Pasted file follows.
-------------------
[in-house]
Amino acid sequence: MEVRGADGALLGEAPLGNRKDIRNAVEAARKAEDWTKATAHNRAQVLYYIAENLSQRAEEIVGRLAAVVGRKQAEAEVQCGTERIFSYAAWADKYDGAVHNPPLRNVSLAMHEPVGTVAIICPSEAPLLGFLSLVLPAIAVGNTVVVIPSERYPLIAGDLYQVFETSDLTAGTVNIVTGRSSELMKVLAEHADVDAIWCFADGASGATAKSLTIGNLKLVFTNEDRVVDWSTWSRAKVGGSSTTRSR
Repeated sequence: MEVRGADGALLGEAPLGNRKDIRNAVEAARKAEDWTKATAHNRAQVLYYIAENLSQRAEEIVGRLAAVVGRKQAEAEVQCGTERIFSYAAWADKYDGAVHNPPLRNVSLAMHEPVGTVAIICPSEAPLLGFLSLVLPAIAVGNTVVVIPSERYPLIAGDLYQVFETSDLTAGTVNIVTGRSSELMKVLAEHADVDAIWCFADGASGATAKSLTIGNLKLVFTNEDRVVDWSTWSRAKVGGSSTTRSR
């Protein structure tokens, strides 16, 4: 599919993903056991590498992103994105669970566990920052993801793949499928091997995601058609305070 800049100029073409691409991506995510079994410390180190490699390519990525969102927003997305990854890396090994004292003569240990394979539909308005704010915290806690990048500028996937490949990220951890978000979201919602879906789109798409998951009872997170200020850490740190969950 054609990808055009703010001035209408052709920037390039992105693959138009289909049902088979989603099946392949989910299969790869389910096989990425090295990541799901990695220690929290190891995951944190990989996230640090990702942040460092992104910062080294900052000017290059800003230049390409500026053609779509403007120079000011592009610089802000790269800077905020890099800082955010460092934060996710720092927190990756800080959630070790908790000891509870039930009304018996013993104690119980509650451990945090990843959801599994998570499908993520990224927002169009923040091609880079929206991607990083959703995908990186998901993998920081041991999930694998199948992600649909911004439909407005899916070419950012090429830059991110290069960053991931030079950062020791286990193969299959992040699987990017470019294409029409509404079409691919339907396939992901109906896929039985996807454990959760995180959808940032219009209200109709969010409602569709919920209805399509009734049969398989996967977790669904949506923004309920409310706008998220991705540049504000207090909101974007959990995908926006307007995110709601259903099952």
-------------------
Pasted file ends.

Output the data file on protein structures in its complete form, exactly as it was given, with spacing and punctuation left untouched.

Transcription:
[in-house]
Amino acid sequence: MEVRGADGALLGEAPLGNRKDIRNAVEAARKAEDWTKATAHNRAQVLYYIAENLSQRAEEIVGRLAAVVGRKQAEAEVQCGTERIFSYAAWADKYDGAVHNPPLRNVSLAMHEPVGTVAIICPSEAPLLGFLSLVLPAIAVGNTVVVIPSERYPLIAGDLYQVFETSDLTAGTVNIVTGRSSELMKVLAEHADVDAIWCFADGASGATAKSLTIGNLKLVFTNEDRVVDWSTWSRAKVGGSSTTRSR
Repeated sequence: MEVRGADGALLGEAPLGNRKDIRNAVEAARKAEDWTKATAHNRAQVLYYIAENLSQRAEEIVGRLAAVVGRKQAEAEVQCGTERIFSYAAWADKYDGAVHNPPLRNVSLAMHEPVGTVAIICPSEAPLLGFLSLVLPAIAVGNTVVVIPSERYPLIAGDLYQVFETSDLTAGTVNIVTGRSSELMKVLAEHADVDAIWCFADGASGATAKSLTIGNLKLVFTNEDRVVDWSTWSRAKVGGSSTTRSR
């Protein structure tokens, strides 16, 4: 599919993903056991590498992103994105669970566990920052993801793949499928091997995601058609305070 800049100029073409691409991506995510079994410390180190490699390519990525969102927003997305990854890396090994004292003569240990394979539909308005704010915290806690990048500028996937490949990220951890978000979201919602879906789109798409998951009872997170200020850490740190969950 054609990808055009703010001035209408052709920037390039992105693959138009289909049902088979989603099946392949989910299969790869389910096989990425090295990541799901990695220690929290190891995951944190990989996230640090990702942040460092992104910062080294900052000017290059800003230049390409500026053609779509403007120079000011592009610089802000790269800077905020890099800082955010460092934060996710720092927190990756800080959630070790908790000891509870039930009304018996013993104690119980509650451990945090990843959801599994998570499908993520990224927002169009923040091609880079929206991607990083959703995908990186998901993998920081041991999930694998199948992600649909911004439909407005899916070419950012090429830059991110290069960053991931030079950062020791286990193969299959992040699987990017470019294409029409509404079409691919339907396939992901109906896929039985996807454990959760995180959808940032219009209200109709969010409602569709919920209805399509009734049969398989996967977790669904949506923004309920409310706008998220991705540049504000207090909101974007959990995908926006307007995110709601259903099952």